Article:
Richard Kimmell submitted an application for a $500,000 life insurance policy to Western Reserve Life Assurance Co. on November 13, 2006. He submitted a $385 premium with the application. The application provided that Western had 60 days to act on the application and, if it did not act, the application would be deemed declined. Kimmel received a conditional receipt from Western. The conditional receipt stated that the conditional coverage would terminate upon Western’s rejection, acceptance, offer of insurance on different terms, or the expiration of 60 days, whichever came first. The 60 day period expired without any action by Western. Kimmel died several weeks later. Western returned Kimmel’s premium and denied his widow June's claim. June Kimmel brought suit against Western. Magistrate Judge Cherry (N.D. Ind.) granted summary judgment to Western. June Kimmel appeals.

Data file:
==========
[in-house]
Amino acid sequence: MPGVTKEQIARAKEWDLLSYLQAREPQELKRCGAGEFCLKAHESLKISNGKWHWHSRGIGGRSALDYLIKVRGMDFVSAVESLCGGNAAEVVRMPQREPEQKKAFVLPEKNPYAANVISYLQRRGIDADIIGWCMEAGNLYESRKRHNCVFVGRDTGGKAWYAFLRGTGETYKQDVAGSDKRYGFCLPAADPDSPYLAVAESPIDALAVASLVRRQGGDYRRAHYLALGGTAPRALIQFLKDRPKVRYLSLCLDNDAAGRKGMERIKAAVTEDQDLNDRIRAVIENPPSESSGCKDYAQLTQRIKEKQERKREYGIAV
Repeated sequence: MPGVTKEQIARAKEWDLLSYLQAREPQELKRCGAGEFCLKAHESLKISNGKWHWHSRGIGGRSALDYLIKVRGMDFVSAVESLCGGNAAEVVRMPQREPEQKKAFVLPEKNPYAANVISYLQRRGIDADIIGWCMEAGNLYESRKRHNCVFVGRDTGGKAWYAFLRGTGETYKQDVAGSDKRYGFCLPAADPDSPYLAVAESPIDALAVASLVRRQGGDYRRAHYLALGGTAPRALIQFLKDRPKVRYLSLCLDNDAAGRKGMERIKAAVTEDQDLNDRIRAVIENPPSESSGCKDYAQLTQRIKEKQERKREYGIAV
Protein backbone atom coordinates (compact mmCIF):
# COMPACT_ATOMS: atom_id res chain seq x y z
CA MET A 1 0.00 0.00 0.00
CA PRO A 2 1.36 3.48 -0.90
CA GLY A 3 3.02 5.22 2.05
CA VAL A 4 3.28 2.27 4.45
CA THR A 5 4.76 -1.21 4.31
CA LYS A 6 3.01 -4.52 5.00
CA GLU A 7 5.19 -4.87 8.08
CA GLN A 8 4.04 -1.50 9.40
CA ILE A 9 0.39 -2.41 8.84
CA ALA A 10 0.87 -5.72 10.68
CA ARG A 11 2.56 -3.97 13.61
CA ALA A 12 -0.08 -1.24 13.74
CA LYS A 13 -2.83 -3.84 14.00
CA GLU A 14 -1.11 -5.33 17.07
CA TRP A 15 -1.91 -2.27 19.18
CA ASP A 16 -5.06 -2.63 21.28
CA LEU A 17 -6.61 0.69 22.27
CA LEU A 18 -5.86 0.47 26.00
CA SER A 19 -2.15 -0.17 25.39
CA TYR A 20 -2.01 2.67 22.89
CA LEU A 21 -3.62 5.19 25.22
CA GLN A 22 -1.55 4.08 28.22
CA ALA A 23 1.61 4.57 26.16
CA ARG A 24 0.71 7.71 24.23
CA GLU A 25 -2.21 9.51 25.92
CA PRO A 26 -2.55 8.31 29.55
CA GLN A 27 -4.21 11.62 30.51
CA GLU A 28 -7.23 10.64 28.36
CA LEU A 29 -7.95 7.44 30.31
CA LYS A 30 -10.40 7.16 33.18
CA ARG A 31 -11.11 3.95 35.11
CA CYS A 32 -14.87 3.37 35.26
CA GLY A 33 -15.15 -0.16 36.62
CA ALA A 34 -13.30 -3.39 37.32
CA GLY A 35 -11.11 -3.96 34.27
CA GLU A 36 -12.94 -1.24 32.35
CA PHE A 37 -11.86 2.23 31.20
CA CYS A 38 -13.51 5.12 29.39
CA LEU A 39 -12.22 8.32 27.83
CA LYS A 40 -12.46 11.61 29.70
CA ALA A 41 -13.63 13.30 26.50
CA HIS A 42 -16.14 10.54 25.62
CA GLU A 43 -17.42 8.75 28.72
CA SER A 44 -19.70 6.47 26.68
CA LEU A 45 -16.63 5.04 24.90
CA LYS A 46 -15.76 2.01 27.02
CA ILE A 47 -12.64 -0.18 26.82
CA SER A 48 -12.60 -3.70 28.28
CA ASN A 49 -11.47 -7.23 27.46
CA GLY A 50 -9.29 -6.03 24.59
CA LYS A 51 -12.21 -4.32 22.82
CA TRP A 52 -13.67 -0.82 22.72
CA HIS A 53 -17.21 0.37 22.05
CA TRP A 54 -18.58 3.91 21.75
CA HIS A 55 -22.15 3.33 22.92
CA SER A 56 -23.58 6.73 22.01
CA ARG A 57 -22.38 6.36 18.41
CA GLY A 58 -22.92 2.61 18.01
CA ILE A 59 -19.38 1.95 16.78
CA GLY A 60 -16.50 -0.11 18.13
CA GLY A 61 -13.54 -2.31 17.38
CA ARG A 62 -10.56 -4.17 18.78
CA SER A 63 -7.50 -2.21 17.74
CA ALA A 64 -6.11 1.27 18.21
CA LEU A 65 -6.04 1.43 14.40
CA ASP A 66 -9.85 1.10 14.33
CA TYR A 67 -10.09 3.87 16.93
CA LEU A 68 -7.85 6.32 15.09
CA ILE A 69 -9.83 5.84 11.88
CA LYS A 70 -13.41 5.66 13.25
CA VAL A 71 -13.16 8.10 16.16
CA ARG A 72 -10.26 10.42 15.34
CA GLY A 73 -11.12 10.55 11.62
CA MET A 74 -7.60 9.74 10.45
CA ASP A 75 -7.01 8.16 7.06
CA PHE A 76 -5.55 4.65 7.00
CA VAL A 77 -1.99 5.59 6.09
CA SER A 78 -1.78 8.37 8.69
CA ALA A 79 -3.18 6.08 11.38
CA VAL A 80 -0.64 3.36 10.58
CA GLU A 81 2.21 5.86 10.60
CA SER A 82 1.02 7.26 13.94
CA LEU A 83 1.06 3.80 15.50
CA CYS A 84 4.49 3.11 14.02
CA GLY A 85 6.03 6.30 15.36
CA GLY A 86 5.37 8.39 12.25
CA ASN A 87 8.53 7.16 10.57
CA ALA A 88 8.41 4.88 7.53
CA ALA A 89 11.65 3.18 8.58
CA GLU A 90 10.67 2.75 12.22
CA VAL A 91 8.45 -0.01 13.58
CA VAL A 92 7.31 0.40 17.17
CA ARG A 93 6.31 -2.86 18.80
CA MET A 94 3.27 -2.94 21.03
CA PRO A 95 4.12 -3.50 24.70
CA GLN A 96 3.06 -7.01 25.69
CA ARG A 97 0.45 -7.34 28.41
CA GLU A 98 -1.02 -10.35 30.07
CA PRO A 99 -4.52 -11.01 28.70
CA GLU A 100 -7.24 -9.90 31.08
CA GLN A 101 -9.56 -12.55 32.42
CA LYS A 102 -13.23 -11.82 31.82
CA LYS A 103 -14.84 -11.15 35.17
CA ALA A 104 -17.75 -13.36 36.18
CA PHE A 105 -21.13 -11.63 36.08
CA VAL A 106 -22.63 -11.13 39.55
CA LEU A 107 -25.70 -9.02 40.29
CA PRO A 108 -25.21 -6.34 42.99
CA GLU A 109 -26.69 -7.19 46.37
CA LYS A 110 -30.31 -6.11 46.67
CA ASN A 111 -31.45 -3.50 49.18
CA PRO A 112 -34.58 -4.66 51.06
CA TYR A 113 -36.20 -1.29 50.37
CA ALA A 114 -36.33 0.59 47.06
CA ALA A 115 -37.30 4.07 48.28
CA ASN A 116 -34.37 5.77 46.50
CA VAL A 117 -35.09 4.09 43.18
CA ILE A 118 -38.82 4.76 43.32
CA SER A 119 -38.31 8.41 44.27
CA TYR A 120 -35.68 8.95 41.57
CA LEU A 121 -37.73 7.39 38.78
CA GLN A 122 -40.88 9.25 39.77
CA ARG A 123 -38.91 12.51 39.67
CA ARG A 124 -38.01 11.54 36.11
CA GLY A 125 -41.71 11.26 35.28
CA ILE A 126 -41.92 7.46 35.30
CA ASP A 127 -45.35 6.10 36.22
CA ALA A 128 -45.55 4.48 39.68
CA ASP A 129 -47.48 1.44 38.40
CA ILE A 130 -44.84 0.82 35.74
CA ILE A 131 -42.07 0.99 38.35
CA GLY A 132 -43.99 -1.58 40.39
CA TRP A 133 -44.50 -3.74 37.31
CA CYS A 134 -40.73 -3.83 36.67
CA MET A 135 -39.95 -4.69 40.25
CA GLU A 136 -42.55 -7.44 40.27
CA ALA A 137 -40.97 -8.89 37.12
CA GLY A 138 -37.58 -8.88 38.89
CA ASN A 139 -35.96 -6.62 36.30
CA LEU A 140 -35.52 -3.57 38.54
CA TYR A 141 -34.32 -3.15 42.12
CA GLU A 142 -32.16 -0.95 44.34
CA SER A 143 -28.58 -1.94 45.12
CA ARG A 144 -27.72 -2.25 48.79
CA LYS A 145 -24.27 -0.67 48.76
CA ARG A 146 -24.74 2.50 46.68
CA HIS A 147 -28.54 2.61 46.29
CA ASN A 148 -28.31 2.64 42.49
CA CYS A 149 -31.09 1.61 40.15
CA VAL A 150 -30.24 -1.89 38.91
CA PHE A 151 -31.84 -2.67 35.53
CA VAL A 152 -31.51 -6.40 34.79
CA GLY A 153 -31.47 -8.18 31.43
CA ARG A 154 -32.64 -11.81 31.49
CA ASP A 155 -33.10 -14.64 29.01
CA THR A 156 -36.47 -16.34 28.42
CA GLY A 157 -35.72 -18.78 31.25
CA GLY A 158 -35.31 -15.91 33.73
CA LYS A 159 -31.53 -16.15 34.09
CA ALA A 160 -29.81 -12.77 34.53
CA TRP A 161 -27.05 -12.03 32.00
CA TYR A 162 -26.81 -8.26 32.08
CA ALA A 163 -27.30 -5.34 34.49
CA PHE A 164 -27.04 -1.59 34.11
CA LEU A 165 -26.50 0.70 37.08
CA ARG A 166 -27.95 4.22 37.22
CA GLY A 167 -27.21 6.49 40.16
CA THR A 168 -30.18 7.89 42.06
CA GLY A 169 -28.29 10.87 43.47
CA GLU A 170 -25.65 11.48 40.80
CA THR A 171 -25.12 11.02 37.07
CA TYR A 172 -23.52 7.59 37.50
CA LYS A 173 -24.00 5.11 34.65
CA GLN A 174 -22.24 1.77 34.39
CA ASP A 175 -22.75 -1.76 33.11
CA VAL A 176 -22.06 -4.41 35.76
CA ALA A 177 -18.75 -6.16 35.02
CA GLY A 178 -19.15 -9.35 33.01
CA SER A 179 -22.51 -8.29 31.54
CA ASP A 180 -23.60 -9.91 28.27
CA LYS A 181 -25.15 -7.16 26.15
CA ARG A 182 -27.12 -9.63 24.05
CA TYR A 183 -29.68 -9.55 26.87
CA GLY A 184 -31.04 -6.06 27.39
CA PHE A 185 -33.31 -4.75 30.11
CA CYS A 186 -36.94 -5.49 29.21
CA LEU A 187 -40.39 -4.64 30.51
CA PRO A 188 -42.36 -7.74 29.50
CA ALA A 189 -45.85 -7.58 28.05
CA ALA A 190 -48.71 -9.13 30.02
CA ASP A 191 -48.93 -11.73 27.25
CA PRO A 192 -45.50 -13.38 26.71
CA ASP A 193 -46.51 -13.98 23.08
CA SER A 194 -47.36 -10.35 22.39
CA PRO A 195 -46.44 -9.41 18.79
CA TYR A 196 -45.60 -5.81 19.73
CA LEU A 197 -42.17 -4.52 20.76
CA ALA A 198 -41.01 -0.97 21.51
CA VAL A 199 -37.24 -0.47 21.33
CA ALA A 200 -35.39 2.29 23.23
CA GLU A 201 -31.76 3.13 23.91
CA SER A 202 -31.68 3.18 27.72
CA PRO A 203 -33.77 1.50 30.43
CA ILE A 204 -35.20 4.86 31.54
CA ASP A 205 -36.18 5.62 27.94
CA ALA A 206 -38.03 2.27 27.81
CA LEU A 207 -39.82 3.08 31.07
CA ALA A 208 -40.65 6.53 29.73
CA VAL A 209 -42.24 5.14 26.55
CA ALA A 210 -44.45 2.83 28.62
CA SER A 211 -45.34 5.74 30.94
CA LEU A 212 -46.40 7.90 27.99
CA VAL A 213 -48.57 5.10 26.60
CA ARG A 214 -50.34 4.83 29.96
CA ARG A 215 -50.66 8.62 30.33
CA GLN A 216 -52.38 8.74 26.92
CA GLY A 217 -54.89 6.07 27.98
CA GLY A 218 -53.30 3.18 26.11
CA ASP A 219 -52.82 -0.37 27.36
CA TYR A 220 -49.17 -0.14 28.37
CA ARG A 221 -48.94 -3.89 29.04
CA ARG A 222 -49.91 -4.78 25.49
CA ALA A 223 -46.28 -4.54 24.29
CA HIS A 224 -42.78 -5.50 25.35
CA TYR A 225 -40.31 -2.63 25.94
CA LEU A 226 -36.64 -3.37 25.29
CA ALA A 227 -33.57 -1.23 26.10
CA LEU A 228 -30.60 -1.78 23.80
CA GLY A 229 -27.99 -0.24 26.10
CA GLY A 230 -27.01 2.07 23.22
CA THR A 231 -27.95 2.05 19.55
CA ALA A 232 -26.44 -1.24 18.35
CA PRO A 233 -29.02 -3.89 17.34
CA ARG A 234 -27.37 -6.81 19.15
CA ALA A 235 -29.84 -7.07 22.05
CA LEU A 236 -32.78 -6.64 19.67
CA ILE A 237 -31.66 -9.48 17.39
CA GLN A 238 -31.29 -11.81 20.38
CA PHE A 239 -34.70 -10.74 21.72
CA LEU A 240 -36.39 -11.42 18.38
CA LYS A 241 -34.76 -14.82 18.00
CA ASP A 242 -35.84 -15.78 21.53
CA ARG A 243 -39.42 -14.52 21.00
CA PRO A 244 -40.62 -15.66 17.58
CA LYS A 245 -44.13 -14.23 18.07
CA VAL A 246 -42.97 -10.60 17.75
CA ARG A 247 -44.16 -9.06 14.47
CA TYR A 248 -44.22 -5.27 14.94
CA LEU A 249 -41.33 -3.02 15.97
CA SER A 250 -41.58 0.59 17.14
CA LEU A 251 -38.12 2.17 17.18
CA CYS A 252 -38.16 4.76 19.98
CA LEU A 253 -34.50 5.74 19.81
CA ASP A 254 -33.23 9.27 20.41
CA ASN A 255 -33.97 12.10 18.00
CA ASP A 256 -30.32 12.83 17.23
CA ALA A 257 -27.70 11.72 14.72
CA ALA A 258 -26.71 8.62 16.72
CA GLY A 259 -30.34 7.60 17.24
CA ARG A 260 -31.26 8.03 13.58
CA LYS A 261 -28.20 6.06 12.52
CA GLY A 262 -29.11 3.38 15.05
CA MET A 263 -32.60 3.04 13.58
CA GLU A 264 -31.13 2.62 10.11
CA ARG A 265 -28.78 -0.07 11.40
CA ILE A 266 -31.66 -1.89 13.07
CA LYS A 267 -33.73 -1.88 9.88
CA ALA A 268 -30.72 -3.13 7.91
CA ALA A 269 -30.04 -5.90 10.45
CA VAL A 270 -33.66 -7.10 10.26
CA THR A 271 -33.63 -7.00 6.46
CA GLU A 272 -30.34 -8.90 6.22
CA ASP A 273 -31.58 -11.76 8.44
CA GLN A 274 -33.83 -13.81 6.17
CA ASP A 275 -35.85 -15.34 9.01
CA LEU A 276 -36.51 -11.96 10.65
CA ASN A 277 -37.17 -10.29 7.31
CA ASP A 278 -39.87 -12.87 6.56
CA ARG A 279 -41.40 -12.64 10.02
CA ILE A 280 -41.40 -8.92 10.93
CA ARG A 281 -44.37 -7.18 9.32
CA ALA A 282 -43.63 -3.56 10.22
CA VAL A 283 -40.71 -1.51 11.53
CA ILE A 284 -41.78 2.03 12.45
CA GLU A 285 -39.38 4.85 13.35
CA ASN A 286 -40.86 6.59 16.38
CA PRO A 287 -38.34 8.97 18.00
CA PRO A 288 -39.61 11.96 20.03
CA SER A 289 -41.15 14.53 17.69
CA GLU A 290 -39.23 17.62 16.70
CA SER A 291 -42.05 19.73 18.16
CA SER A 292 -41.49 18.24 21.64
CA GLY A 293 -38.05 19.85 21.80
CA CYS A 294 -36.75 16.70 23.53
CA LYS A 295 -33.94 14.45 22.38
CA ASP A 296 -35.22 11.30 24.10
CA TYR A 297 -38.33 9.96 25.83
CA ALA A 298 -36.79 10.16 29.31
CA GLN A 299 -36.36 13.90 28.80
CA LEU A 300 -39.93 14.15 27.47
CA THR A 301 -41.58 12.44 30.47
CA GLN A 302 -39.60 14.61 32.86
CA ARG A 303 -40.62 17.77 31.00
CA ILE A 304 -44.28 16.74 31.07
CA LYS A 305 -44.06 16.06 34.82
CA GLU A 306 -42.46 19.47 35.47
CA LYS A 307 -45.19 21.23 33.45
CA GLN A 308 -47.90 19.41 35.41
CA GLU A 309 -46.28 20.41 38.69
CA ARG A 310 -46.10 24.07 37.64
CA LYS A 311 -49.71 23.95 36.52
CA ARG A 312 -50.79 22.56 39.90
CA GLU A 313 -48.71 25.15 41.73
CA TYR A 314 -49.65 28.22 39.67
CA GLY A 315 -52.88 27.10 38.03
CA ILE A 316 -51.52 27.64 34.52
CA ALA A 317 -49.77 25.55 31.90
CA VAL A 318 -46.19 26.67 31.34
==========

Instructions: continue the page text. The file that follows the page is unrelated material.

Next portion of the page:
In their opinion, Seventh Circuit Judges Manion, Tinder, and Hamilton affirmed. A dispute centered on a life insurance policy is resolved like any other contract dispute. If the contract language is unambiguous, it controls. Here, the express, plain language of the conditional receipt provides conditional coverage for no more than 60 days, unless the company acts otherwise. Kimmel had no reasonable expectation of any broader coverage and the district court was correct in granting summary judgment on the coverage issue. The Court next addressed Kimmell's bad faith claim. Although Indiana law does impose a duty of good faith between an insurer and its insured, the Court did not believe that an Indiana court would impose such a duty between an insured and an applicant for insurance. The Court found Western's cavalier treatment of the application "inexplicable" and "a poor way to run an insurance company," but it concluded that it was not actionable under state law.